It is important that Computers in Homes (CiH) is evaluated so that we can identify how to deliver our programme better. We contact families and schools a year after training to see how everyone is going. Formal surveys and case studies are undertaken to gather data on outcomes, and the research results published under Outcomes, where you will find our yearly and half-yearly reports.

Papers have been written for local and international conferences to inform interested parties about CiH and how it works in reality. Other analysis has been done on research methods and how to best measure the social outcomes of community ICT programmes.

2016 ICT and social inclusion

2015 World Internet Project New Zealand survey (AUT University)

The fifth World Internet Project NZ survey was conducted and completed in 2015 by the Institute of Culture, Discourse & Communication, AUT University.

2013 & 2014 Refugee computer mediated information

Academic research supports the effectiveness of the MOE CiH for Refugees approach: “ICT becomes a means that allow individuals to live the lives that they value”.

2013 Census results for households with school-aged children

The 20/20 Trust commissioned Statistics New Zealand to undertake further analysis of the 2013 Census data to get an accurate count of the number and regional distribution of households with school-aged children who do not have access to the internet.  This shows a total of 62,199 New Zealand households with school-aged children who do not have access to the internet. Of these 20,430 (33%) are in Auckland.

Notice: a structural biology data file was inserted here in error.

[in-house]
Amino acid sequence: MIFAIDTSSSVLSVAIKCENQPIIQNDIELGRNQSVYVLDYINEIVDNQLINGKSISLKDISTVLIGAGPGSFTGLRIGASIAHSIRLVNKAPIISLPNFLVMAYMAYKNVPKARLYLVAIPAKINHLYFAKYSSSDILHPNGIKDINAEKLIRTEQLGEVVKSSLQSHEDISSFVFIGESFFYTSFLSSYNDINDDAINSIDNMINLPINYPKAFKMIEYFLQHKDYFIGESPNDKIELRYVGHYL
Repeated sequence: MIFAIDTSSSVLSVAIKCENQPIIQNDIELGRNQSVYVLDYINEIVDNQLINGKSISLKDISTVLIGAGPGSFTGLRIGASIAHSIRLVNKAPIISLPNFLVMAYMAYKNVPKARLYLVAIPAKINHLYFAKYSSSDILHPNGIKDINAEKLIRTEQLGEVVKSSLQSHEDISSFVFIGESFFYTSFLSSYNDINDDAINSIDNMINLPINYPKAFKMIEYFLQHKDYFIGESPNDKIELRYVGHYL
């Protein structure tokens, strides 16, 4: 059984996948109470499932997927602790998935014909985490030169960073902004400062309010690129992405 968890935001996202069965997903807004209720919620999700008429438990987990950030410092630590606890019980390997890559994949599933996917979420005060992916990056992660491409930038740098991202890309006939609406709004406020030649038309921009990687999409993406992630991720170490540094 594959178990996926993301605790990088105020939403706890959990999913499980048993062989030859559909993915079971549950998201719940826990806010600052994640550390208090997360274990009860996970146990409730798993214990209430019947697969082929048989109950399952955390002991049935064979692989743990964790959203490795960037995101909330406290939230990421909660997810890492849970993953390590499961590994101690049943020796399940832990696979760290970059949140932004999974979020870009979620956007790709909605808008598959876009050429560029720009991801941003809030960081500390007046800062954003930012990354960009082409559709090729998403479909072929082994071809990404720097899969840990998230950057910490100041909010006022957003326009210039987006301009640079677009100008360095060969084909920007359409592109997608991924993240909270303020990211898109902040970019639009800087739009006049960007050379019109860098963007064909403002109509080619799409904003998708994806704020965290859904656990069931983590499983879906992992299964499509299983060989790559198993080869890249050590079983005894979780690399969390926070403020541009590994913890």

You can download the spreadsheet files for your own analysis – most have multiple data sheets:

2011 Research informing practice: toward effective engagement in community ICT in New Zealand

This paper by Barbara Craig (Victoria University & 20/20 Trustee) and Jocelyn Williams (Unitec) traces the inter-relationship over a decade between research findings and the evolution of CiH practice.

2009 First Nations ICT Summit Conference

2007 Rejuvenation Survey

2007 Evaluation of the Flaxmere Project

  • When Families learn the language of school – August 2007
    The Flaxmere Project comprised a series of innovations relating to improving home–school relations within and between the five Flaxmere schools. Although each school implemented the project differently, they shared the goal of engaging with their communities and parents to improve short- and long-term education outcomes for the children – refer specifically to page 18 of the report for mention of Computers in Homes.

2006 CIH Literature Review

Other Research